Question: Why Not Zwanze Day?
Answer: Maybe Yes! (see below for more, including 3 original knock knock jokes)
Zwanze is Brasserie Cantillon. Zwanze is a word from a unique dialect that exists more or less only in Brussels, Belgium. I was told that it means something like a person who would never answer a straight-forward question: Well, yes maybe. Somebody sarcastic, I guess. The first Zwanze beer (it was not originally thought of as an ongoing series) was a lambic made with Rhubarb (a tart/sour vegetable). The laugh here is classically Brussels: Why would you need to add a sour vegetable to a sour beer?! Ha! (insert roaring laughter track)
For the uninitiated, it needs to be said that Brasserie Cantillon is very perhaps the place that led to a world-wide reverence (and resurgence) for sour beer. They brew lambic, generally consisting of raw (unmalted) wheat and malted barley produced via a turbid mash (to amplify the starches). Those liquid grain sugars and starches are cooled overnight in a shallow vat up in the attic…then they are moved to oak barrels. No slurries of lab cultured yeast or bacteria are pitched. Everything that impacts the beer lives within the air, the walls, the pipes, and the barrels…of that place in Brussels. Once in the barrels, the beer ferments and evolves from 1 to 3 years before being blended with other batches and maybe seeing some fruits (or vegetables!) added towards the end. The result is dry, acidic, woody, wacky, lactic, and frequently intense but still nuanced. In the 1990s, these beers influenced the people who would become the icons of the American craft brewery scene…and they still influence and inspire. Even if you won’t find vanilla or milk sugar in any of them…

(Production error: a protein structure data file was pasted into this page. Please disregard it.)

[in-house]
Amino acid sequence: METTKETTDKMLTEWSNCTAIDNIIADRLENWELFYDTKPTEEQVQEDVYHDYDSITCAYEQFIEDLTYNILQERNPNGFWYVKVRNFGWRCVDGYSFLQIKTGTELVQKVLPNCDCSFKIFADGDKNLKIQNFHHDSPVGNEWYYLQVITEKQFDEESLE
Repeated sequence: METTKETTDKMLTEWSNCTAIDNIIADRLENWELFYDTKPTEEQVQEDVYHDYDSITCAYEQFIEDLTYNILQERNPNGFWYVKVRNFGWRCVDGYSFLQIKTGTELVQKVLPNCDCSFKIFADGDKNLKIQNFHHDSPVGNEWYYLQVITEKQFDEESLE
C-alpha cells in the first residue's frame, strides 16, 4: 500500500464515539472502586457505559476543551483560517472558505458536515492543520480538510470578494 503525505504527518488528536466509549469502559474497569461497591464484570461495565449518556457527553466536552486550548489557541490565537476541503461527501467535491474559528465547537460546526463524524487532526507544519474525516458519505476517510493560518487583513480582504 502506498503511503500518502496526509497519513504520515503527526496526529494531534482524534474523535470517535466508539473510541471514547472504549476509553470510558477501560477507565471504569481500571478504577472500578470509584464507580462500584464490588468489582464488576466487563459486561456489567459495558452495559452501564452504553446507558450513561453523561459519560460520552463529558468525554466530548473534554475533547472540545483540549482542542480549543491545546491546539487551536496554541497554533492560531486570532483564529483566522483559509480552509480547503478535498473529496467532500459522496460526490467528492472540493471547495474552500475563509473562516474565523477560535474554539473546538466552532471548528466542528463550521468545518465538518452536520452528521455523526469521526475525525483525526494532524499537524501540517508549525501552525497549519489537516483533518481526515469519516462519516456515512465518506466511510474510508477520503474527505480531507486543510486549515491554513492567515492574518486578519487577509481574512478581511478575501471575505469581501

2 years ago, I ordered a single keg of Kerkom Kriek from Shelton Brothers (the importer of Cantillon). When the shipment arrived, the Kerkom Kriek wasn’t there…but there was a keg of Cantillon Kriek. Whoops! I tucked it away. Eventually, I got tired of moving it around my warehouse as we grew…so I asked Dave at Casual Pint if we could tap it on what has become International Zwanze Day…and call it “Not Zwanze Day.” We couldn’t get a keg of Zwanze here (they are too limited) so this isn’t Zwanze Day. Dave was worried we would make somebody upset by using the name Zwanze at all, so I called my friends at Shelton Brothers and they said “That’s cool, we can probably send another Cantillon keg if you want it.” Answer: maybe Yes! But time got delayed (time is NEVER on time, is it? Certainly not when you want it to be), and we couldn’t get the second Cantillon keg here in time to tap them both ON “Zwanze Day.” So we decided it was cool to delay the Kriek tapping because in the end, this is NOT ZWANZE DAY. No Zwanze is being offered. Yes No Maybe Thank you. Right?
So, for your beer drinking needs, we have that accidentally shipped Cantillon Kriek keg, Cantillon Classic Gueuze…and some beers from folks that are very much friends of Brasserie Cantillon: Brouwerij De Ranke, Brasserie De La Senne, and from the USA Hill Farmstead.
You will never find all 6 of these beers on tap at one location in Nebraska again. Some may never appear again even on their own. But RaritY isn’t the point. The soul is what we are concerned with here. Coming together. Friends & Community. What makes us in common and what makes us other? The people that make these 6 beers are some of the most dedicated artisans I have ever encountered. They are all also very unique, interesting, and empathetic souls.
The ghostly souls of those far away folks will wander into the Casual Pint community and fall out of the faucets for a day. I am so giddy.
Q: Who is there? A: Not Zwanze.
Q: Not Zwanze Who? A: Maybe No?
Q: Who is there? A: Rhubaarb Fool
Q: Rhubaarb Fool Who? A: Who did put Rhubaard in my lambic?